While the future of Dwight Howard remains up in the air as free agency doesn’t start until July 1, one of the teams that is hoping to entice him and another big Los Angeles free agent, Chris Paul, may be in a bit of trouble.
The Atlanta Hawks, Dwight’s hometown team, could be facing likely tampering violations after a member of their sales-ticket department sent out a letter to their season-tickets holders, entitled “Hot New Player News.”
Here is a excerpt from the letter, obtained by the Atlanta Journal-Constitution:
The buzz around our offseason is more than heating up. With massive cap space, 4 draft picks, and free agency rapidly approaching, we sit in the best position in the NBA. Player interest is skyrocketing as the possibilities of landing Chris Paul & Dwight Howard become more and more of a reality.”
“This is your opportunity to get on board before its (sic) too late. Once we solidify our signings there will be no seats left,” the letter added.
The letter also included a link of the recent ESPN report regarding Chris Paul being upset with Clippers management for saying he was a reason they didn’t renew Vinny Del Negro’s contract.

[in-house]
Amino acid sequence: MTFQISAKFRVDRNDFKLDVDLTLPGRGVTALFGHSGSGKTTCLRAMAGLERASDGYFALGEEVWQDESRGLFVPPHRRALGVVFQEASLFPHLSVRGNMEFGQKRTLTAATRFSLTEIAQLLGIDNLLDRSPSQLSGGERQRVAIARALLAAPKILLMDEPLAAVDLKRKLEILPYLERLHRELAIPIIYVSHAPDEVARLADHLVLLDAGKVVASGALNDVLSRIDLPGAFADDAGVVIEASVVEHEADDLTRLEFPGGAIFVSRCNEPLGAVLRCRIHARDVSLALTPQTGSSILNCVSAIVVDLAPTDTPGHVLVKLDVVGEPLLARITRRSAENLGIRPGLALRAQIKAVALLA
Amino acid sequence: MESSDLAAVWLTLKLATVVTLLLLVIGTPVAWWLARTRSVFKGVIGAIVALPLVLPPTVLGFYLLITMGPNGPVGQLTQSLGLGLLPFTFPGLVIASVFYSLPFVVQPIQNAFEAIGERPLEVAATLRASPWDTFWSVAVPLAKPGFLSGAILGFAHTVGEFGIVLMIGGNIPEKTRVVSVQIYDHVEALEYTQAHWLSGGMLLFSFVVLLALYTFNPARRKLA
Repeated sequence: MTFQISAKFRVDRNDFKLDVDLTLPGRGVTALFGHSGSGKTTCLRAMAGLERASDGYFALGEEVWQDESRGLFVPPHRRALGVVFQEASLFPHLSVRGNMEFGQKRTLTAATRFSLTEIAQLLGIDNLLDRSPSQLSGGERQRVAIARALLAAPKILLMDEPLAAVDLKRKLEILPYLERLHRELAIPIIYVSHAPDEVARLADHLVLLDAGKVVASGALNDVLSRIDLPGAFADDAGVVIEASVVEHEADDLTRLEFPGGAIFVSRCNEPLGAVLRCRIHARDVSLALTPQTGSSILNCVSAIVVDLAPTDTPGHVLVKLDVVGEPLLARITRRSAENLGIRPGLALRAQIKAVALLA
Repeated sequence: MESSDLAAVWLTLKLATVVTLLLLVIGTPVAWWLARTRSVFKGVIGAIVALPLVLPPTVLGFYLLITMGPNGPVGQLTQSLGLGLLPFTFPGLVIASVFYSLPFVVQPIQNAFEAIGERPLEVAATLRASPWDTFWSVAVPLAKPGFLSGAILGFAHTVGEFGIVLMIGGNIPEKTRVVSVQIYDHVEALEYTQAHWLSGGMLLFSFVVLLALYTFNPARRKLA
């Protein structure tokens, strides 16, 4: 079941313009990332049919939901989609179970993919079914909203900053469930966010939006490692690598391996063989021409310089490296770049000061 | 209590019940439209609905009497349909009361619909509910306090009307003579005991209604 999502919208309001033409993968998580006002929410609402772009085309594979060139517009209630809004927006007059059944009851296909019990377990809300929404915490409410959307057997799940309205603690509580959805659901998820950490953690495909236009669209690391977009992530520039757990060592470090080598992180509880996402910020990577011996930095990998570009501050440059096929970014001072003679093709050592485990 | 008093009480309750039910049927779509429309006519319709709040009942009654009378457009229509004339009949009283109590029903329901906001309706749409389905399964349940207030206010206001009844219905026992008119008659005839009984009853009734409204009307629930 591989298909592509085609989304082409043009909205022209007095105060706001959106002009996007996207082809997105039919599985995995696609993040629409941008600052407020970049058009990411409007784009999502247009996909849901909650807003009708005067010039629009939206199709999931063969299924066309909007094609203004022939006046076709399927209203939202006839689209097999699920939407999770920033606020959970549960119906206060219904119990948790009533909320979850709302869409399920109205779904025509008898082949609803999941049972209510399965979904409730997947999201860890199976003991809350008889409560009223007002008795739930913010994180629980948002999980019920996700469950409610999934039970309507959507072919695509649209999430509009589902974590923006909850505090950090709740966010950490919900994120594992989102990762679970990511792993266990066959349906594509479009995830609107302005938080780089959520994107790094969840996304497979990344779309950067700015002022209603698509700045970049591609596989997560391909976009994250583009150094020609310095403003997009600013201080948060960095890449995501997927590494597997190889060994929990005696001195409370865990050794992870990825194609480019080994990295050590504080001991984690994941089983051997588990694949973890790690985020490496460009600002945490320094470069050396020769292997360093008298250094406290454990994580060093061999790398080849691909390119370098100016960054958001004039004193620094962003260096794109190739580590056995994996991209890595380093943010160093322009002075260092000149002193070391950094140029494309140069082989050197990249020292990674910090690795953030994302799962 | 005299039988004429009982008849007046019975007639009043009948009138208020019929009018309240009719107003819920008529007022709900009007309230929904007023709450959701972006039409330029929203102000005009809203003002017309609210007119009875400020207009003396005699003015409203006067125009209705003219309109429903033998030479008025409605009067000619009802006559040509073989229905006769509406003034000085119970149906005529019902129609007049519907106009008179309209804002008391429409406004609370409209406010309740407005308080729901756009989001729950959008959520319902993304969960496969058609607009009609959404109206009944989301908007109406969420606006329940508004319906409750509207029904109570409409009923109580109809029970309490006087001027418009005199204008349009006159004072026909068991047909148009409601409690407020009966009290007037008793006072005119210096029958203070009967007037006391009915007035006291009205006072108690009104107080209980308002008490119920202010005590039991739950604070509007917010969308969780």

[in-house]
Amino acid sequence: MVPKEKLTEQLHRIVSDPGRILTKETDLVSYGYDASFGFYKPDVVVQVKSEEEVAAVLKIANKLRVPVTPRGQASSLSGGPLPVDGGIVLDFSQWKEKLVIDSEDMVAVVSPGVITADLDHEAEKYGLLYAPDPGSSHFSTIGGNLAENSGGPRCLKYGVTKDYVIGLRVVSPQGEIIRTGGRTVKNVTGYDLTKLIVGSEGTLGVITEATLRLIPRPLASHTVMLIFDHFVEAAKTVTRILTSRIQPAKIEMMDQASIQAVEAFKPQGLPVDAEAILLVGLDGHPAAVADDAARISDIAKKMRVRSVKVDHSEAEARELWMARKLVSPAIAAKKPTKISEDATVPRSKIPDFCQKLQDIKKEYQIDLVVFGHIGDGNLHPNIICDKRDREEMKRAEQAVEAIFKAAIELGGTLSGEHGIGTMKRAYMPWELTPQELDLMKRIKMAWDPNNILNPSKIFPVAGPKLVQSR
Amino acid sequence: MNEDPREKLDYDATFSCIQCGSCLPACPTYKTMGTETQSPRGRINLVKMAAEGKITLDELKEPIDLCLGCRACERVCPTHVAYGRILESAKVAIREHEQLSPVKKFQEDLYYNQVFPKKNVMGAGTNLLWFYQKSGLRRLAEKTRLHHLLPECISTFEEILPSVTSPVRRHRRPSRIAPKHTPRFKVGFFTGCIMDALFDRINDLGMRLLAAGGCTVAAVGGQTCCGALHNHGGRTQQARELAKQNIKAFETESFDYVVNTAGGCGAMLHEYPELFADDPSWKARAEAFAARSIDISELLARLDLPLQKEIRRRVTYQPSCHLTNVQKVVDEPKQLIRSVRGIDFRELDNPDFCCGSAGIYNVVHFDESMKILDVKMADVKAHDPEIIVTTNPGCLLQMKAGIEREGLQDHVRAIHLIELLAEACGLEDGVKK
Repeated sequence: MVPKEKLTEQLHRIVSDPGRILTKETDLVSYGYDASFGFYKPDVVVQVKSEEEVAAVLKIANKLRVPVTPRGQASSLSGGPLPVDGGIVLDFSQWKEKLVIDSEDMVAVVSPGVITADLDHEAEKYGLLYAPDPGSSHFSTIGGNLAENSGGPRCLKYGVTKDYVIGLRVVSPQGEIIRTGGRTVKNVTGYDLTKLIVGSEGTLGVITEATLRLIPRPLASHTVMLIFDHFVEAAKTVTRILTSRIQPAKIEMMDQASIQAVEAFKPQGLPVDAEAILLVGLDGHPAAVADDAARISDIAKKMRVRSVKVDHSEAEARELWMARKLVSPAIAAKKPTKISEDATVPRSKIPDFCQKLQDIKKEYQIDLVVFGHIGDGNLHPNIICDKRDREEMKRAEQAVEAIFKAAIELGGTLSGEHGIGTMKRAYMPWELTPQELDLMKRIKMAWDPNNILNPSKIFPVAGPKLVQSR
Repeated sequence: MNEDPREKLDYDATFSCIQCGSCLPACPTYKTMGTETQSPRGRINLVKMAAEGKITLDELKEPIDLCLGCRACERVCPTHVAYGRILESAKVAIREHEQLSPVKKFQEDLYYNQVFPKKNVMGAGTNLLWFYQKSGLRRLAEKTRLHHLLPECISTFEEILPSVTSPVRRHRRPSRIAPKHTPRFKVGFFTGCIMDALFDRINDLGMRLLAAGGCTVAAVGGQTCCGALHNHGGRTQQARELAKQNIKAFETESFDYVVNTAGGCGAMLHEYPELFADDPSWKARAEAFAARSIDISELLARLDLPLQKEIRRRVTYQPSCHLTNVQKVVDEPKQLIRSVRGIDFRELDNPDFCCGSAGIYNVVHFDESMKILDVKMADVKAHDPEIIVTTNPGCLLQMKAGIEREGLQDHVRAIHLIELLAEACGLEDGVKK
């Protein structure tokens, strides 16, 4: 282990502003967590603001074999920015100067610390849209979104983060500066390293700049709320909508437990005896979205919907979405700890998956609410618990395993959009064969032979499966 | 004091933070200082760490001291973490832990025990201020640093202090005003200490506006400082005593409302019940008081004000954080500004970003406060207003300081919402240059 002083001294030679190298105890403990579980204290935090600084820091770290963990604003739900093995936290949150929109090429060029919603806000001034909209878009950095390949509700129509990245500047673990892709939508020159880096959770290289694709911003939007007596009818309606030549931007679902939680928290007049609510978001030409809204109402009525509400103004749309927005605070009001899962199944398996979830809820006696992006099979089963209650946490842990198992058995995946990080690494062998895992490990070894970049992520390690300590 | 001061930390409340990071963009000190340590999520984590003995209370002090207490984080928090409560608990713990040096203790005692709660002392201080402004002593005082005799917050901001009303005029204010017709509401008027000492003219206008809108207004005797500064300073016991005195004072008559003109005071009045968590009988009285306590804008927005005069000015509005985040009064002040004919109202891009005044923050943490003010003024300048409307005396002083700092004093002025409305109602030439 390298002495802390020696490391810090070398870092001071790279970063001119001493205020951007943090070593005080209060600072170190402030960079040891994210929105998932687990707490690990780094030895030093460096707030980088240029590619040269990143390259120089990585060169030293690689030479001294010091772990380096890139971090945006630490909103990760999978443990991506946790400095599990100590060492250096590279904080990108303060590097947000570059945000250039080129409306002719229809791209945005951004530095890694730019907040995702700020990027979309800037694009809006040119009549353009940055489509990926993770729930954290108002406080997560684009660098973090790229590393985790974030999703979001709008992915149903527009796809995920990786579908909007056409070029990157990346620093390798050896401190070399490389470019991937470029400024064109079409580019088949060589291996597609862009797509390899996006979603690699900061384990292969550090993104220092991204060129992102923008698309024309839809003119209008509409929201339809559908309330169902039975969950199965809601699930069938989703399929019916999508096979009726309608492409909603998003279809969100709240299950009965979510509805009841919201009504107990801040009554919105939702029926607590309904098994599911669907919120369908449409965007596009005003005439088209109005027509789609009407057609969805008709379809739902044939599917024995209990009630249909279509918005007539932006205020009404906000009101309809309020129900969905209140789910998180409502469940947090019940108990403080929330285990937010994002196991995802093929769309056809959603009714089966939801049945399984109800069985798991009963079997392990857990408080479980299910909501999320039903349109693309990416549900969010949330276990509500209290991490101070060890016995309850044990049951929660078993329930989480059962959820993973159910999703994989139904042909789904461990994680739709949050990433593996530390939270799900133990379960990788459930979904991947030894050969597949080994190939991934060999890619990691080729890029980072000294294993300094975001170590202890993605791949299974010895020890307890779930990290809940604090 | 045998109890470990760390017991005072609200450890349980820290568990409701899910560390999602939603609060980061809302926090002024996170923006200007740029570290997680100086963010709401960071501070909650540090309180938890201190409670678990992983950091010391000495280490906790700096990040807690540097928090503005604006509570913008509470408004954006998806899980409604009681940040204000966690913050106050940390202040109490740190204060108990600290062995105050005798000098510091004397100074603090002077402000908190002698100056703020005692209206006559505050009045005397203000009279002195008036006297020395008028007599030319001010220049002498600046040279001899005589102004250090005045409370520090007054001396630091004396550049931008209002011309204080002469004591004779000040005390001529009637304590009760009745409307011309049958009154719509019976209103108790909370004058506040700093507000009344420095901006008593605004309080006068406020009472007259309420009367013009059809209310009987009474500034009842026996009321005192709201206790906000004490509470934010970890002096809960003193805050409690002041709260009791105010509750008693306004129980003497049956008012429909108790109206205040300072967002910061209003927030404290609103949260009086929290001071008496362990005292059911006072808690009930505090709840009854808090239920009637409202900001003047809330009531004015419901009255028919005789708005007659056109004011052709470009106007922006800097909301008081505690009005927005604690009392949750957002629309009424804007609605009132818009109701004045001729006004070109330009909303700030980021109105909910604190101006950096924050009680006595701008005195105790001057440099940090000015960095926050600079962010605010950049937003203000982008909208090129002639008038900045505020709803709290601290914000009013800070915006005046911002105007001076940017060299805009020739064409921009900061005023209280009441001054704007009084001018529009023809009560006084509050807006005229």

While the Hawks’ president urged that this letter was sent out by a single sales rep on his own behalf and does not reflect the intent of the communications of their basketball operations department, the letter may be considered tampering under the guidelines that the NBA sent to each team in 2008 on this matter. That memo stated:
“If a member of your organization is asked by the media about a potential free agent before the July 1 following the last season covered by the player’s contract, or about any other person under contract with another NBA team, the only proper response is to decline comment.”
Three teams where issued fines for tampering back in 2010 when LeBron James was a free agent. The Dallas Mavericks, the Phoenix Suns and the Atlanta Hawks were those three teams.
While the NBA has yet to comment, many believe that this letter sent by the Hawks’ employee violates tampering rules, especially under that memo sent out by the NBA in 2008. Fines for tampering would likely be in the range of $25,000 to $100,000.
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